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LAA@DET: Fister strikes out four over seven innings

DETROIT -- The Tigers have looked dominating at times this season, and frustrating at others. Against the Angels, it's been frustrating the entire time, as they lost all six meetings -- three at home and three on the road -- this season after falling, 3-1, in 10 innings on Thursday afternoon at Comerica Park.

At times this season, the Tigers have struggled to play at their full potential. When they do, it seems that when the starting pitching has been good, then the bats have been quiet. If the offense is scoring runs, the pitching has been shaky.

"We had a lot of bad combinations going," manager Jim Leyland said. "We're all in this together, so it starts with me. When you get in a funk like this, you don't manage good enough, you don't hit good enough, you don't pitch good enough, you don't catch the ball good enough, you don't coach good enough. We're all in this together, and we'll all come out of it together."

Starter Doug Fister was back to his usual ways after an uncharacteristic start last week. Unfortunately, a quality start by Fister typically means the absence of run support for the Tigers, with the offense providing a total of seven runs in his last five quality starts.

"We got one run in 10 innings," Leyland said. "That's why we didn't win this game. We had our chances to win this game."

Angels starter Jered Weaver limited the Tigers to four hits over seven innings. Detroit hitters went 1-for-8 with runners in scoring position, after going 1-for-9 in the same situation during Wednesday's 7-4 loss to the Angels.

The lack of offense not only leaves little margin for error, it also stretches the bullpen thin. With lefty Drew Smyly having logged multiple innings from the bullpen -- although Leyland wants to limit his outings to one inning so he can pitch in back-to-back games -- the Tigers' only other southpaw setup man in the 'pen, Phil Coke, was called upon late in Thursday's game.

"Well, you've gotta pitch him," Leyland said. "It won't get going by sitting there. I wanted to give him an opportunity today to do something."

Coke entered the game in the 10th inning, and gave up three straight hits, including a go-ahead RBI double to Albert Pujols, who drilled an 85-mph changeup to the wall in center field.

"I felt like I made a good pitcher's pitch -- I don't feel like I made the perfect pitch to him by any means -- but I mean, the last thing I thought he was going to do was hit the ball as far as he did," Coke said. "It was away from him, I looked at where [catcher Brayan] Pena was set up, and [Pena] was going away from Pujols with his glove, going away to receive the ball, and [Pujols] found it with his barrel."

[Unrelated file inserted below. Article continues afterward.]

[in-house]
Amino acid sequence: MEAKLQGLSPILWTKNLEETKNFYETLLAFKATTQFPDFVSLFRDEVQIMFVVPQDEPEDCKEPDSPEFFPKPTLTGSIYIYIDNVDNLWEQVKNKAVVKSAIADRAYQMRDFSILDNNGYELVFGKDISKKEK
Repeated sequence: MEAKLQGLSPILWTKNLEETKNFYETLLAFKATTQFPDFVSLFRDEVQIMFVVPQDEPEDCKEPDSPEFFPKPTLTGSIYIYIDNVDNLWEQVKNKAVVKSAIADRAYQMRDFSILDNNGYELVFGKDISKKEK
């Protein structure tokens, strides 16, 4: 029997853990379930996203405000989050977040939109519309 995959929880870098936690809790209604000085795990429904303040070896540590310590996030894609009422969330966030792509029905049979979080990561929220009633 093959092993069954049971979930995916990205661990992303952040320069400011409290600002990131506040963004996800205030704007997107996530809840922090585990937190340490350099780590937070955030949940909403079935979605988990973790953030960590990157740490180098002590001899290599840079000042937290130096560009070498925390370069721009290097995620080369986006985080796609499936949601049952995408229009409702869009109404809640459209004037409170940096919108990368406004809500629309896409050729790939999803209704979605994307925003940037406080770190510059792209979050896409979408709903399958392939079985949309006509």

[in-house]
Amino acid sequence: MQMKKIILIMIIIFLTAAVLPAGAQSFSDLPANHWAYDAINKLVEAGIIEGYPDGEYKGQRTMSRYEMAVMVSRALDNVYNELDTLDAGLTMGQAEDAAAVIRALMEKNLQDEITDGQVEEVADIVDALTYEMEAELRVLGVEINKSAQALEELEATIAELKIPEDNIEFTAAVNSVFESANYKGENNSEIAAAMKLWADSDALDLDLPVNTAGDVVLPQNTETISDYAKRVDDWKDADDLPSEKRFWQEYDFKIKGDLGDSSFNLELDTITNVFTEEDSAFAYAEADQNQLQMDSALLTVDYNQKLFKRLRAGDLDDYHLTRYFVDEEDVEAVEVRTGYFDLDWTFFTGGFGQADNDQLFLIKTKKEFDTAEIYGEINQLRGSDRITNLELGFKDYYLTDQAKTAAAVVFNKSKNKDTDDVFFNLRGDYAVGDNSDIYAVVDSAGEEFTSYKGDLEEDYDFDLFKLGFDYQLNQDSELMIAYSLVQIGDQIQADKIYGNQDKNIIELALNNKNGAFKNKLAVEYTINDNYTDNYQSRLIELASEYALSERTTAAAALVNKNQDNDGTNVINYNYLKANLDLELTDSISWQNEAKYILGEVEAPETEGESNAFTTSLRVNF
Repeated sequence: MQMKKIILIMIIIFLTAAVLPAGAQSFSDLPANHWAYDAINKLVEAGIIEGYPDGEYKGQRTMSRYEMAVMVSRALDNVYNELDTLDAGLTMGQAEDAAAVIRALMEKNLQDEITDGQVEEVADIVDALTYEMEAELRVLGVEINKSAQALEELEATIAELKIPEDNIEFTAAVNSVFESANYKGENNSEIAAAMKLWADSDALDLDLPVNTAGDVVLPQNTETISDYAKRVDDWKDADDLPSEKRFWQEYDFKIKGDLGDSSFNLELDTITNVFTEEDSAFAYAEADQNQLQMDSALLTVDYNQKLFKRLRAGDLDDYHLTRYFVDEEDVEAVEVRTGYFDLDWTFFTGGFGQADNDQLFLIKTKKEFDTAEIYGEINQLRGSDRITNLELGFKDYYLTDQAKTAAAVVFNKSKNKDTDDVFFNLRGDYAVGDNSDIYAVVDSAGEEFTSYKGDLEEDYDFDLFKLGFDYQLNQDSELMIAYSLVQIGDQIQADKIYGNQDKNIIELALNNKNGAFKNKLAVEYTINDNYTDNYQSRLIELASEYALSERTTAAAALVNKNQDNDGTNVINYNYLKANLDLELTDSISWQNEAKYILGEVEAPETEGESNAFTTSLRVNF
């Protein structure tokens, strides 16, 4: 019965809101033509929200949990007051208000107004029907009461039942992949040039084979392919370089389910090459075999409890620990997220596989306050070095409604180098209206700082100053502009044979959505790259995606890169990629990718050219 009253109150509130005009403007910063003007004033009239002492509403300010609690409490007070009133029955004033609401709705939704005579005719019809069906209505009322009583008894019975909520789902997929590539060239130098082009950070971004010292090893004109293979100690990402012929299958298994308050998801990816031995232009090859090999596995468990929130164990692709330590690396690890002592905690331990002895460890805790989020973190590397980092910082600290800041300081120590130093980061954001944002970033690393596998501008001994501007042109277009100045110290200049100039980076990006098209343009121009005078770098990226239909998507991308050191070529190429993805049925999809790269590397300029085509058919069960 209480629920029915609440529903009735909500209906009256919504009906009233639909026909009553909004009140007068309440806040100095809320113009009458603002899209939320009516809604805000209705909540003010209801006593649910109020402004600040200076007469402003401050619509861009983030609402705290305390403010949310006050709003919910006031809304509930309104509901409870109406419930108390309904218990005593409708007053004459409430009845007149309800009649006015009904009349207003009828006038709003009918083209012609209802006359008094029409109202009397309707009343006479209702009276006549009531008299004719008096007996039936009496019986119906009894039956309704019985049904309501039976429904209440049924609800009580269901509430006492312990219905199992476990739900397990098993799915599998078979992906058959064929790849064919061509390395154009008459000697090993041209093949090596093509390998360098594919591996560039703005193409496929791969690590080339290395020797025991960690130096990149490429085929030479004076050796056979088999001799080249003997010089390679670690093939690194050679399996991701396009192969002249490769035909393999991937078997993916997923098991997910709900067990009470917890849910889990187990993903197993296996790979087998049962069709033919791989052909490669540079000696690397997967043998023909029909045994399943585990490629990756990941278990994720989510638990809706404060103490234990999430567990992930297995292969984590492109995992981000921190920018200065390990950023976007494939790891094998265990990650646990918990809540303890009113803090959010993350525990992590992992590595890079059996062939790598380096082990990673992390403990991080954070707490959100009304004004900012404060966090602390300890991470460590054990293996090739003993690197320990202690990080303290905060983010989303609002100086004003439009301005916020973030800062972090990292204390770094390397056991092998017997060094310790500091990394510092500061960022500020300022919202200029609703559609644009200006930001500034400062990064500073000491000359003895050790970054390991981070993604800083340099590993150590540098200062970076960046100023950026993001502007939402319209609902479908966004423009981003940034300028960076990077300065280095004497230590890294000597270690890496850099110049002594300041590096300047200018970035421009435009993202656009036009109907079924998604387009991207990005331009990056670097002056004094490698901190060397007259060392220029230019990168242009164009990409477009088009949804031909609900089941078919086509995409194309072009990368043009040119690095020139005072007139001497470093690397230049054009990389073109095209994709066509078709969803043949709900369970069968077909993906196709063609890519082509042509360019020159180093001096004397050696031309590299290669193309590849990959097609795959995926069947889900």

Said Pujols: "I just try to get a good pitch up. Try to put my best swing and trust my hands. When I'm doing that, I'm good at it, and that's what I was able to do right there. I felt like I got some good pitches today that I got a little bit under or rolled over on a couple times, but I guess I hit it when it counts."

Coke dropped to 0-5 with a 6.56 ERA in 24 appearances. Opposing hitters are batting .333 against him with runners in scoring position, including a .381 slugging percentage vs. a .224 batting average and .303 slugging percentage in 2012.

"I feel like I'm making pitches, and I'm getting beat," Coke said. "I feel like I'm not contributing in a positive way. And that's a tough pill to swallow, because I pride myself on what I do, and I haven't got anything to show for it. I don't feel like I have anything positive effect-wise on our team."

Fister became only the third Tigers starter to last more than six innings over the team's past nine games. With that equals a taxed bullpen, one that is facing 11 games in the next 11 days. Now that Joaquin Benoit has been moved to the ninth inning, Smyly, Coke and Al Alburquerque are going to split the setup duties.

Coke, however, still is working on finding his groove. Since June 8, he has pitched in three tied games, allowing four earned runs in 1 2/3 innings.

"I'm going out there and doing my best to actually keep the pitches I'm being asked to throw, Coke said, "and I don't have the results to show for."

Despite only four wins in the 10-game homestand, players may be angry, but they believe they're better than they've played recently.

"I'm annoyed right now, man," Coke said. "How do you think I feel right now? I'm not happy. I'm not excited about what I've done this season for this team. We are way too good to be where we are in the standing as it is overall record-wise. We are way too good; our bullpen is too good. We haven't clicked, I haven't clicked, it just hasn't happened. It's going to happen, it has to. Something has to give, and it's not going to be me."

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